Eating a pie while driving at speed may have been a factor in the death of a pregnant Napier motorist, a coroner has found.
Melissa Ra Mahia, 27, was killed after her Lexus car crashed into a power pole on Ruahapia Rd, Hastings, on November 10 last year.
In findings released yesterday, a police crash scene investigator said a half-eaten pie was found next to the driver's controls, with a post-mortem examination showing partially digested food in her stomach.
Ms Mahia began to lose control of the vehicle on a previous right-hand bend on the rural road. As the vehicle began to slide, she over-corrected without braking and the car rotated and slid onto a grass surface before smashing into a wooden pole. An investigator estimated the maximum speed before loss of control at between 128km/h and 147km/h.
Ms Mahia died from the injuries received in the crash, which included multiple fractures, chest and abdominal injuries.
There was no indication she was using a cellphone.
Alcohol and drugs were also ruled out as contributing factors.
Post-mortem examination results showed she was about 12 weeks pregnant.
Earlier that day, Ms Mahia had been working at the Mr Apple coolstores in Whakatu and left just before midday. A supervisor described her as "worked up and upset".
"She said there was a family emergency and she needed to leave work at lunchtime," the supervisor said.
Another motorist said he saw Ms Mahia's car "fish tailing" and following another vehicle very closely about 12.10pm on Ruahapia Rd.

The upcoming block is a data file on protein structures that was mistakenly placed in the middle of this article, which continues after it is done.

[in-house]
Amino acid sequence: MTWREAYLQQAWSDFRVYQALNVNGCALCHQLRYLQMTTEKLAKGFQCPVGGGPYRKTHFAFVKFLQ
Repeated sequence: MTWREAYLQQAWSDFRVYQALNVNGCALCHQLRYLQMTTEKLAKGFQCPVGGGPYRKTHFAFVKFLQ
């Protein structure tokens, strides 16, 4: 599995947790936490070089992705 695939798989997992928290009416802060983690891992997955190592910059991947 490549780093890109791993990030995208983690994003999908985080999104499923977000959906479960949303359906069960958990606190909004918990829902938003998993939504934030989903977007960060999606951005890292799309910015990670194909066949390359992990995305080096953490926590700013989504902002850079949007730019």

Her family later said there was no such family emergency and presumed it had been simply an excuse to leave work.
She was not driving toward her home area.
Coroner Chris Devonport said she was wearing a seatbelt and he had no reason to suspect the accident was intentional.
"While there is no direct evidence in support, it is possible that Ms Mahia left her place of work and drove at speed to get somewhere and return in the short, 30-minute lunch break," Mr Devonport said.
"The evidence suggests that she may have been eating a pie while driving at speed, and that may have been a factor which contributed to her losing control of her car."
Hawke's Bay road policing Sergeant Clint Adamson said eating while driving, and any other behaviour which distracted a motorist from driving, was a risk.
"Driving is a pretty complex task and you need to be fully focused on it rather than eating a pie, or changing the car stereo, or talking on a cellphone, or whatever it may be," Mr Adamson said.
"I suppose the message is: Concentrate on the job at hand, which is driving, and be aware of what is going on around you."
A new law to prevent eating and driving was ultimately a decision for Parliament, he said.
"A lot of it is common sense. Eating and driving and making mistakes is not something that's new.
"Certainly in terms of being safe behind the wheel, all those other things should be done when you're parked up on the side of the road having a break, rather than when you are driving on the road."